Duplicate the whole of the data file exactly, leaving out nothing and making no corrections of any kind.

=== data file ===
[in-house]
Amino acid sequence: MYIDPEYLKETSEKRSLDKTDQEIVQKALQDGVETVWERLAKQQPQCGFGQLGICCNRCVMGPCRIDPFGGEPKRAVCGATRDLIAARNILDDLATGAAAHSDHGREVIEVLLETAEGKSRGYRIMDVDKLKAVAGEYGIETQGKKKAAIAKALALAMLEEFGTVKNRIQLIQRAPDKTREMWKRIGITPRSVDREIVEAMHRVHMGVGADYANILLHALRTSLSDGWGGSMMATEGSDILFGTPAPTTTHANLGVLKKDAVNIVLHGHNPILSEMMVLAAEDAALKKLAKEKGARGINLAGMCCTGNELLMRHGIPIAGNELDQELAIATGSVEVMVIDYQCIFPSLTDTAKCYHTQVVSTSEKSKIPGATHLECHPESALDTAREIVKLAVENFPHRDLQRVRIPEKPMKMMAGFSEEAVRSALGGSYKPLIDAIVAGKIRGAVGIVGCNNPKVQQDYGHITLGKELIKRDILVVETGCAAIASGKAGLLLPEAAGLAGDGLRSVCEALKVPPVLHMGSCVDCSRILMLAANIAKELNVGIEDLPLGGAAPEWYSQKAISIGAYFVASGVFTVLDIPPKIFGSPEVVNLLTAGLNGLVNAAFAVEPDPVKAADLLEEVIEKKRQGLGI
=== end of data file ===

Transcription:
[in-house]
Amino acid sequence: MYIDPEYLKETSEKRSLDKTDQEIVQKALQDGVETVWERLAKQQPQCGFGQLGICCNRCVMGPCRIDPFGGEPKRAVCGATRDLIAARNILDDLATGAAAHSDHGREVIEVLLETAEGKSRGYRIMDVDKLKAVAGEYGIETQGKKKAAIAKALALAMLEEFGTVKNRIQLIQRAPDKTREMWKRIGITPRSVDREIVEAMHRVHMGVGADYANILLHALRTSLSDGWGGSMMATEGSDILFGTPAPTTTHANLGVLKKDAVNIVLHGHNPILSEMMVLAAEDAALKKLAKEKGARGINLAGMCCTGNELLMRHGIPIAGNELDQELAIATGSVEVMVIDYQCIFPSLTDTAKCYHTQVVSTSEKSKIPGATHLECHPESALDTAREIVKLAVENFPHRDLQRVRIPEKPMKMMAGFSEEAVRSALGGSYKPLIDAIVAGKIRGAVGIVGCNNPKVQQDYGHITLGKELIKRDILVVETGCAAIASGKAGLLLPEAAGLAGDGLRSVCEALKVPPVLHMGSCVDCSRILMLAANIAKELNVGIEDLPLGGAAPEWYSQKAISIGAYFVASGVFTVLDIPPKIFGSPEVVNLLTAGLNGLVNAAFAVEPDPVKAADLLEEVIEKKRQGLGI